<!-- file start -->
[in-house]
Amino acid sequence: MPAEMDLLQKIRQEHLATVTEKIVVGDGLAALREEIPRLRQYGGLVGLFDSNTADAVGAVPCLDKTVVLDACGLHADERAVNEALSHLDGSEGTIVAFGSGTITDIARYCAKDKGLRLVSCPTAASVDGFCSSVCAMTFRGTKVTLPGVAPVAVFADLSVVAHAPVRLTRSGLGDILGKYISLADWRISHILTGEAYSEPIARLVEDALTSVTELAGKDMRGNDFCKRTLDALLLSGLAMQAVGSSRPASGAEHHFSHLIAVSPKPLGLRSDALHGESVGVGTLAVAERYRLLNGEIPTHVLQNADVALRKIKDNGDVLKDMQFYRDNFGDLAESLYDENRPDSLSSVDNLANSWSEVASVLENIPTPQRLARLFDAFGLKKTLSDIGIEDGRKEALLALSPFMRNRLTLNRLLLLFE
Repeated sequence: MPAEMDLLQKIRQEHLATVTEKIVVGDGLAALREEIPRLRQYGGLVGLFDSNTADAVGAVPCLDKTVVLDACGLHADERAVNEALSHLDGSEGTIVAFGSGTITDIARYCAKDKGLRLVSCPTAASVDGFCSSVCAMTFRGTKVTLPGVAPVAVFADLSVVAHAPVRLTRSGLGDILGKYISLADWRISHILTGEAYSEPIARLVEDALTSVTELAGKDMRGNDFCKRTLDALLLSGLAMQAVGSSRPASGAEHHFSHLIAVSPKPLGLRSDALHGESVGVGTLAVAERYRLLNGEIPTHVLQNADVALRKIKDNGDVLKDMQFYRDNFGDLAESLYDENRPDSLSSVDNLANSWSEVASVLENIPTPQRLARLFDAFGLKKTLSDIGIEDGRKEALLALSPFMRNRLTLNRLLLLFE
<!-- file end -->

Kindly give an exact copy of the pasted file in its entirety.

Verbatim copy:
[in-house]
Amino acid sequence: MPAEMDLLQKIRQEHLATVTEKIVVGDGLAALREEIPRLRQYGGLVGLFDSNTADAVGAVPCLDKTVVLDACGLHADERAVNEALSHLDGSEGTIVAFGSGTITDIARYCAKDKGLRLVSCPTAASVDGFCSSVCAMTFRGTKVTLPGVAPVAVFADLSVVAHAPVRLTRSGLGDILGKYISLADWRISHILTGEAYSEPIARLVEDALTSVTELAGKDMRGNDFCKRTLDALLLSGLAMQAVGSSRPASGAEHHFSHLIAVSPKPLGLRSDALHGESVGVGTLAVAERYRLLNGEIPTHVLQNADVALRKIKDNGDVLKDMQFYRDNFGDLAESLYDENRPDSLSSVDNLANSWSEVASVLENIPTPQRLARLFDAFGLKKTLSDIGIEDGRKEALLALSPFMRNRLTLNRLLLLFE
Repeated sequence: MPAEMDLLQKIRQEHLATVTEKIVVGDGLAALREEIPRLRQYGGLVGLFDSNTADAVGAVPCLDKTVVLDACGLHADERAVNEALSHLDGSEGTIVAFGSGTITDIARYCAKDKGLRLVSCPTAASVDGFCSSVCAMTFRGTKVTLPGVAPVAVFADLSVVAHAPVRLTRSGLGDILGKYISLADWRISHILTGEAYSEPIARLVEDALTSVTELAGKDMRGNDFCKRTLDALLLSGLAMQAVGSSRPASGAEHHFSHLIAVSPKPLGLRSDALHGESVGVGTLAVAERYRLLNGEIPTHVLQNADVALRKIKDNGDVLKDMQFYRDNFGDLAESLYDENRPDSLSSVDNLANSWSEVASVLENIPTPQRLARLFDAFGLKKTLSDIGIEDGRKEALLALSPFMRNRLTLNRLLLLFE